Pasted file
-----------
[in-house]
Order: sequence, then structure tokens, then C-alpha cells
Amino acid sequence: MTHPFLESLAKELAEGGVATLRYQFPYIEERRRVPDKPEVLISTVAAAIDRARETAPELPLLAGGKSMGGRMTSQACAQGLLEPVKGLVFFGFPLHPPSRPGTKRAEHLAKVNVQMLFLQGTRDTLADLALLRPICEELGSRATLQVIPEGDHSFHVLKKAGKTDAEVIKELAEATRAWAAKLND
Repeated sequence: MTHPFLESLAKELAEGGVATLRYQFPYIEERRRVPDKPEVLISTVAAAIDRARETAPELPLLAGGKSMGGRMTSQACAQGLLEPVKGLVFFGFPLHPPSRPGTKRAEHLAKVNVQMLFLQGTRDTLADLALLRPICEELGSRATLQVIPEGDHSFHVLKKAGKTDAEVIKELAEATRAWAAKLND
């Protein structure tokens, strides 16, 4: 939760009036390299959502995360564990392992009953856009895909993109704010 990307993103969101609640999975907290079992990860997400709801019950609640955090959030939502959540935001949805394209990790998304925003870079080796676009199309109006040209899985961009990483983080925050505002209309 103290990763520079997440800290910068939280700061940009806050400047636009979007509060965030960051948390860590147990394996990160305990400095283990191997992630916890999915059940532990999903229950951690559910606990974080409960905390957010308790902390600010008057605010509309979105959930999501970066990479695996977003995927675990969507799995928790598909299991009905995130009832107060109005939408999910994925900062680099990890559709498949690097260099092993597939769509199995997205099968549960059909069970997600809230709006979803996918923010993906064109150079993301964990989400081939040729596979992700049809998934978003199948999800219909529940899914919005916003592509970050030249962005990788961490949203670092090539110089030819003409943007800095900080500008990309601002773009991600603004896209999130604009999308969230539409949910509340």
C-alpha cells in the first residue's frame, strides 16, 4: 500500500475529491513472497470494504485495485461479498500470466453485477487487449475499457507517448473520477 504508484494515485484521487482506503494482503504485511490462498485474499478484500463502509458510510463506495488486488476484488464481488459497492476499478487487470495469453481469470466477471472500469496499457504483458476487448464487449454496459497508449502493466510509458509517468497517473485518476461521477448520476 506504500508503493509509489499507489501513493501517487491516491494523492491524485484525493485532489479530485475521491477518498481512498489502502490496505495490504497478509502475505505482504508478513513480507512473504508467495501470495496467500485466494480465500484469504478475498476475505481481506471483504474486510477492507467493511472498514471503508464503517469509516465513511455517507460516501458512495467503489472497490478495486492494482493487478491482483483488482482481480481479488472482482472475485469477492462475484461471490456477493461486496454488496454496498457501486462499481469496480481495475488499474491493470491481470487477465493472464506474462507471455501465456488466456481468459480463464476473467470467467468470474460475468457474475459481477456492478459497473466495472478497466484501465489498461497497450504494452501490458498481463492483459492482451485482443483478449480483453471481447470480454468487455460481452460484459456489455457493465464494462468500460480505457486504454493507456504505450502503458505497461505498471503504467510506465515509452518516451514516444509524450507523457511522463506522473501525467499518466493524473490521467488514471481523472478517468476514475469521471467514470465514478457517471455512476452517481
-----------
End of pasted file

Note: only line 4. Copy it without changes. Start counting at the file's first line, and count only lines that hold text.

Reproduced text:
Repeated sequence: MTHPFLESLAKELAEGGVATLRYQFPYIEERRRVPDKPEVLISTVAAAIDRARETAPELPLLAGGKSMGGRMTSQACAQGLLEPVKGLVFFGFPLHPPSRPGTKRAEHLAKVNVQMLFLQGTRDTLADLALLRPICEELGSRATLQVIPEGDHSFHVLKKAGKTDAEVIKELAEATRAWAAKLND